This is a 5x4mm Red Beryl. This is my only piece as the material is no longer on the market.

This is a 5x4 mm Red Beryl. This is my only piece as the material is no longer on the market.

Gem dealers who deal in rare stones know what they have.  They had the money to buy it, the goods are paid off so they don't owe anyone.  They will have already made some money on their gems, they are not desperate, and they are proud of their gems.  They do not have to sell!

Here’s another example. With many products you get a price match guarantee. Find the product for less elsewhere and your price is matched. Companies do this to keep your business because you could just as well go somewhere else. But if a gem dealer is the only one who has "the product", there’s no lower price to match. So there’s no point in asking for it. If the dealer really needs to sell, he or she may come down in price on his own. People often say that it can’t hurt to ask for a discount. But in a seller’s market it can.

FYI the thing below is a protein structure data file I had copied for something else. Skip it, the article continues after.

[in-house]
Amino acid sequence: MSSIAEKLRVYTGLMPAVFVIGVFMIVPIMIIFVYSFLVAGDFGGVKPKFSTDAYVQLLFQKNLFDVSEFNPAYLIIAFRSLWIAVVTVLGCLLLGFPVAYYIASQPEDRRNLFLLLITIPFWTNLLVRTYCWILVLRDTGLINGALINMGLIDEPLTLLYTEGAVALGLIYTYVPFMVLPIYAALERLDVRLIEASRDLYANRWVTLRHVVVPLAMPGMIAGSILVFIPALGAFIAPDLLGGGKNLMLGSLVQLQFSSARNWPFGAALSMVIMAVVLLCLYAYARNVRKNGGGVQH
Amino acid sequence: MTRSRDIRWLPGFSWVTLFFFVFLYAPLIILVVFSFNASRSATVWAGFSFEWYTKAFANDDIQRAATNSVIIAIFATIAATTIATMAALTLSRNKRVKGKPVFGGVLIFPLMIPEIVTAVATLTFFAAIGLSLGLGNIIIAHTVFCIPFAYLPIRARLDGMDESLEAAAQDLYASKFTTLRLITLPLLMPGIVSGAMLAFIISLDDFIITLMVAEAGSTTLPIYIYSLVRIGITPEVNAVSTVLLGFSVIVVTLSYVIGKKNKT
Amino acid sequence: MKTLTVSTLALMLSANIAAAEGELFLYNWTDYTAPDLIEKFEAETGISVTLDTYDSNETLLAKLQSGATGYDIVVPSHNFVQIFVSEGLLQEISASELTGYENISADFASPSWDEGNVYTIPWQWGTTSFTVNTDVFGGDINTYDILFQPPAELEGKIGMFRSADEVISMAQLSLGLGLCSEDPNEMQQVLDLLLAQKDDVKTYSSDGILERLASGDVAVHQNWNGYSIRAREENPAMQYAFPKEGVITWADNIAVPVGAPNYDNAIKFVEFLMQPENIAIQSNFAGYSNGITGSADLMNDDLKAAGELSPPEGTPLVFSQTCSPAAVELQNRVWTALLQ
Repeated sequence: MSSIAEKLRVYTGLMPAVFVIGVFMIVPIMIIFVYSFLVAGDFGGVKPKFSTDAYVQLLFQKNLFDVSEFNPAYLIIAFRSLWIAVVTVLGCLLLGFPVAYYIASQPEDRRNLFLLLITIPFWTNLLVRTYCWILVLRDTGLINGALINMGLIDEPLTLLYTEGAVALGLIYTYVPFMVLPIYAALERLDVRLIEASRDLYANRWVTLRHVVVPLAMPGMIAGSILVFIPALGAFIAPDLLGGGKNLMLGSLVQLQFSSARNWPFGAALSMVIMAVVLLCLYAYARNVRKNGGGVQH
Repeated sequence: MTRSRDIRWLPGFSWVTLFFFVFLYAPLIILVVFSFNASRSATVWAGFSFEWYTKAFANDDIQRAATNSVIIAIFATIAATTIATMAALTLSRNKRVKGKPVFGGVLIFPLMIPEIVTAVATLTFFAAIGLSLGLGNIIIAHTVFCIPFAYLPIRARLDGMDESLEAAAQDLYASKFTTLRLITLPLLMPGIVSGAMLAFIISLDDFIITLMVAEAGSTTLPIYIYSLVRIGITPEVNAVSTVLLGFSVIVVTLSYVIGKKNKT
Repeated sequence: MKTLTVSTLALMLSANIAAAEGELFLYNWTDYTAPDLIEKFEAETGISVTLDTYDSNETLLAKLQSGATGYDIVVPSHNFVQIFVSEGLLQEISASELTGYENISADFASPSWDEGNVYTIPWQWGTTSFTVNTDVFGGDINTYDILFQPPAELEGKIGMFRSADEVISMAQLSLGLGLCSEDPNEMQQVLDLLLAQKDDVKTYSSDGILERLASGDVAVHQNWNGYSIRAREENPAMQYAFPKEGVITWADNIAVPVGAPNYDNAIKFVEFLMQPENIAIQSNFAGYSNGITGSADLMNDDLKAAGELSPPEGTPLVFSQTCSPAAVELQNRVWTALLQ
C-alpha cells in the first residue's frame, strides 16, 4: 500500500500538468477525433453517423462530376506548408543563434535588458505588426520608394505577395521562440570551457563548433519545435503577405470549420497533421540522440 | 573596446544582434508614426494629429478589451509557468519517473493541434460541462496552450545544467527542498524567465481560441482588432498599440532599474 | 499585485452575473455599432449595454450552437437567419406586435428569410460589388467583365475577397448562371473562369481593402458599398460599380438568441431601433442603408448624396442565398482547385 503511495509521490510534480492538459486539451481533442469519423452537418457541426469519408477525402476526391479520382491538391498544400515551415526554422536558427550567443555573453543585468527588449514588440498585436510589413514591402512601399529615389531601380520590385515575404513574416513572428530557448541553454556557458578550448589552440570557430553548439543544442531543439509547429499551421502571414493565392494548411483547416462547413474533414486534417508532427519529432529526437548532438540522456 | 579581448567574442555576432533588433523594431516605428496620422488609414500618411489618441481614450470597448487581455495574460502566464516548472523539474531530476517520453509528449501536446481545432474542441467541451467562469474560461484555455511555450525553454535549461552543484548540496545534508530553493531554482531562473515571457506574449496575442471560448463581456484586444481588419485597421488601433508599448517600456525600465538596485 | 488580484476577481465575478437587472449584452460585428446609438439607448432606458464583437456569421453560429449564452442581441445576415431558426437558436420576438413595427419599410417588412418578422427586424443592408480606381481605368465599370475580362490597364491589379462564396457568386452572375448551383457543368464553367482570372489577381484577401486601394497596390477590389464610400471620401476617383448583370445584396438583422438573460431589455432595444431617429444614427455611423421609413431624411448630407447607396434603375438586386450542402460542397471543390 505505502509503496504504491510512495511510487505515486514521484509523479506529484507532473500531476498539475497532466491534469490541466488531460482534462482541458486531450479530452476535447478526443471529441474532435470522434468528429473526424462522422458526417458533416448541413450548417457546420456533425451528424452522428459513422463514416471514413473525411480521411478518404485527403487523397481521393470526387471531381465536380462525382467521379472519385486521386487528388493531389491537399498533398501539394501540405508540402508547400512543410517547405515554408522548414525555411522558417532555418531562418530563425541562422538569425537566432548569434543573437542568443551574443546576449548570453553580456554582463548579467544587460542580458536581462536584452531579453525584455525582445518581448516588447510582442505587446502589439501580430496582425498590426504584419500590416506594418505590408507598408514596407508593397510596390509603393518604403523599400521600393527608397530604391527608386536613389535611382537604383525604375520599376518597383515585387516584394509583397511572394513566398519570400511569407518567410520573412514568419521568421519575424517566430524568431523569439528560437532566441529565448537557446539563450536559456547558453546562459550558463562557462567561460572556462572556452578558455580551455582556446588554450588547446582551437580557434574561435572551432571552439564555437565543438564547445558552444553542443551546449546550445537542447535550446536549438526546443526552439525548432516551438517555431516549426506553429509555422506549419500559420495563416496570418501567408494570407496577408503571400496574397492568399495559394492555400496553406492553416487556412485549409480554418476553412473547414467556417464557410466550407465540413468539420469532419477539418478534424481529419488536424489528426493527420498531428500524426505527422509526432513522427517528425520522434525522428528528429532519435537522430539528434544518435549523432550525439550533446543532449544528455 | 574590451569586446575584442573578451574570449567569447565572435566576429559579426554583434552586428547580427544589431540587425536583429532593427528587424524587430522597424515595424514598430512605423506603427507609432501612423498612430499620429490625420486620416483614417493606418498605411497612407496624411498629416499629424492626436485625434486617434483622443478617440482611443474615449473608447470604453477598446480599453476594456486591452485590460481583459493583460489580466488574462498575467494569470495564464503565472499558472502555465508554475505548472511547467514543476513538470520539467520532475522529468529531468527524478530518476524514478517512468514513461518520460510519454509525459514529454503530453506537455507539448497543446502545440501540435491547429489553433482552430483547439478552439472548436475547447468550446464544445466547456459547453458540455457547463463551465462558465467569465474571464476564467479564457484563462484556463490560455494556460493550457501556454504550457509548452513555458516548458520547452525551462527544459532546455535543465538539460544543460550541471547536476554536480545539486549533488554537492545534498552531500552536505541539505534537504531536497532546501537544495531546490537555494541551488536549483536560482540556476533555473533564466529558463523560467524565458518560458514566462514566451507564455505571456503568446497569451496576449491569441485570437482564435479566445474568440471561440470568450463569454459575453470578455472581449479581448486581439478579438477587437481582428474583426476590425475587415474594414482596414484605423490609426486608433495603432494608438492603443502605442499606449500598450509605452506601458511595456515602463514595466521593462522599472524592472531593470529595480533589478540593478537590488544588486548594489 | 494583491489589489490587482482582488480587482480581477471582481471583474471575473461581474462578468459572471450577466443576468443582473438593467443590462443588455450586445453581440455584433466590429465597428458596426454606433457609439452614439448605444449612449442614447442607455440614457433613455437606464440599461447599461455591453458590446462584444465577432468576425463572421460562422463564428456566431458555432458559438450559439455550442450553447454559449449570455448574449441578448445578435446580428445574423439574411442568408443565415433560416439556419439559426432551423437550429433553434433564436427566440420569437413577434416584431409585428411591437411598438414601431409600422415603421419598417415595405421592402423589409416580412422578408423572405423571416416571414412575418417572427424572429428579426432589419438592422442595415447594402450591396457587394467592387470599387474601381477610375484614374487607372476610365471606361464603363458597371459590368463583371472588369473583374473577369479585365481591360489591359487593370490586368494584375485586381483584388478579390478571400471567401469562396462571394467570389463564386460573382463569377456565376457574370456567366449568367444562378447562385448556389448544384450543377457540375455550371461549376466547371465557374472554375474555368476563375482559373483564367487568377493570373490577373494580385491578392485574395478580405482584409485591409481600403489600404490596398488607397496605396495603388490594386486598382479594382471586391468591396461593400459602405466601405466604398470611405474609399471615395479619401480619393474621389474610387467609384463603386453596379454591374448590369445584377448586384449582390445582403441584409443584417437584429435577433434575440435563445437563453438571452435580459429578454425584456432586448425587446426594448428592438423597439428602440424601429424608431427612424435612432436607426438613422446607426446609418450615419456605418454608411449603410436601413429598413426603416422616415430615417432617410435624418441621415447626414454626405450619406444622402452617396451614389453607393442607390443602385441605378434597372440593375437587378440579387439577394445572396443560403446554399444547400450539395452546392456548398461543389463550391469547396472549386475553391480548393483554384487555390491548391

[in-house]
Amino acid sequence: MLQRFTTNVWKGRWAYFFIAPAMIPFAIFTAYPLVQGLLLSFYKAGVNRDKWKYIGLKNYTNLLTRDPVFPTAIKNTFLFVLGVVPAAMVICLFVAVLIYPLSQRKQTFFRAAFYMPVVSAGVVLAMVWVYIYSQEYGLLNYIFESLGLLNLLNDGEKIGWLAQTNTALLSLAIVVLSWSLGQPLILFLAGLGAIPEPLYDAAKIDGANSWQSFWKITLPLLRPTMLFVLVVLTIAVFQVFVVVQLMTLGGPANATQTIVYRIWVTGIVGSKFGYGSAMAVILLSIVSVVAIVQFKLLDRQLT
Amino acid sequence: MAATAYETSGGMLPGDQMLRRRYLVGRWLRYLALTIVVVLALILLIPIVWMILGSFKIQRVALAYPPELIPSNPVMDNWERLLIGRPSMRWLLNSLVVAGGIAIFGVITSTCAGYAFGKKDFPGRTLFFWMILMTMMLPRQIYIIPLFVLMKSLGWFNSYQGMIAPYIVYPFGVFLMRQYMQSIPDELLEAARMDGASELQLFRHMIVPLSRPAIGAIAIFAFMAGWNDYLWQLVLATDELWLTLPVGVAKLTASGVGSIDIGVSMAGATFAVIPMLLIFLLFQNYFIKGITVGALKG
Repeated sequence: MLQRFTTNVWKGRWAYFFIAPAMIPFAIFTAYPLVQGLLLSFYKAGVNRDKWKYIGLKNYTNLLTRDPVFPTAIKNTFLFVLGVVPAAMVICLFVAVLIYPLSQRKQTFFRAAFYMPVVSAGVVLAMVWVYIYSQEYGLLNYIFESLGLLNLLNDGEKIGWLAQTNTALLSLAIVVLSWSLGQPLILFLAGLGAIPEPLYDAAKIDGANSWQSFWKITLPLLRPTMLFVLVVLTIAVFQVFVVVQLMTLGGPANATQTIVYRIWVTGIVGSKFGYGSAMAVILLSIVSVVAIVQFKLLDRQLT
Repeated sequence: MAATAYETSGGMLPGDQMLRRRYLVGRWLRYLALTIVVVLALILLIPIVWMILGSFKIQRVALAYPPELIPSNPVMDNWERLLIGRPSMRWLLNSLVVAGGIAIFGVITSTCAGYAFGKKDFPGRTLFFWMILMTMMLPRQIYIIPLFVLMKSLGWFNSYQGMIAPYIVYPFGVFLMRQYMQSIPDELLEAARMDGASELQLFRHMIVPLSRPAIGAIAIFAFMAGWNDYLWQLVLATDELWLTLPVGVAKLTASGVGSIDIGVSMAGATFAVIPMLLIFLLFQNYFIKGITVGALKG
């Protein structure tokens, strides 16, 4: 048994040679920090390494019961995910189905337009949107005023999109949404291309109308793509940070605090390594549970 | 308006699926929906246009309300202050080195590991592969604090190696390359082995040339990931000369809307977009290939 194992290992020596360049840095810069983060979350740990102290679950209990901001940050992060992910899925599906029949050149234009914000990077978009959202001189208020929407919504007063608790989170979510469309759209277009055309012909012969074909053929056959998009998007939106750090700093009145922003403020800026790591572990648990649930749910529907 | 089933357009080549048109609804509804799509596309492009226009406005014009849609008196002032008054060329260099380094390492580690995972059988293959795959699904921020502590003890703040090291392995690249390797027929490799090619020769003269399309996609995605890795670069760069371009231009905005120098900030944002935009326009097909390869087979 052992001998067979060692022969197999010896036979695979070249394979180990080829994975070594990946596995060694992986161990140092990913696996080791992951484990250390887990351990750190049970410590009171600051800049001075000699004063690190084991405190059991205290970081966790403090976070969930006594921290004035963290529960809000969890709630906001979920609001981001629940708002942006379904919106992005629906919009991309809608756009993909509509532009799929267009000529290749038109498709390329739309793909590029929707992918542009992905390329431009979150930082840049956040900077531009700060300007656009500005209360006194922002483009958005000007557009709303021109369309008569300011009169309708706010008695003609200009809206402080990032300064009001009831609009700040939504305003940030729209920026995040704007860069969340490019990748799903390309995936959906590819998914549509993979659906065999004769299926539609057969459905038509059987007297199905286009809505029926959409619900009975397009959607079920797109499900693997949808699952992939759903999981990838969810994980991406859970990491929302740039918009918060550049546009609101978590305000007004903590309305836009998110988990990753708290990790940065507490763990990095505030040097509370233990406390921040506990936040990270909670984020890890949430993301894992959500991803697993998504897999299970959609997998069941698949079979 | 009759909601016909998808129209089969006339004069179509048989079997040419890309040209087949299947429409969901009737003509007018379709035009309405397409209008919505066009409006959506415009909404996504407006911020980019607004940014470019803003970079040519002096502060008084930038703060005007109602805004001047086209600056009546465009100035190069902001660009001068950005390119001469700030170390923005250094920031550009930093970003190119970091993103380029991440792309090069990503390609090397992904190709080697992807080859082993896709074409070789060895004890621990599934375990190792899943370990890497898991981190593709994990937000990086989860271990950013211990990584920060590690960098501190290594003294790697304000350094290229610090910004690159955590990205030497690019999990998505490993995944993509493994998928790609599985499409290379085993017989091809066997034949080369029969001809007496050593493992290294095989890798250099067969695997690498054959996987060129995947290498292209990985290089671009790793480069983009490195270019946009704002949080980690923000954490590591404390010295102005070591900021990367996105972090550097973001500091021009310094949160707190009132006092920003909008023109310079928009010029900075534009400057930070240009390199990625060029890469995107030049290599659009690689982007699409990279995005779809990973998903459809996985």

https://www.etsy.com/listing/546385168/on-sale-benitoite-benitoite-shield-6mm

This is a 6mm Benitoite. No treatment. This is from old stock as these mines closed a few years ago.

5mm paraiba cushion Copper bearing paraiba

This is a 5mm Cushion Paraiba. It is a turquoise blueish color, a little cleaner specimen than others I've had in the past,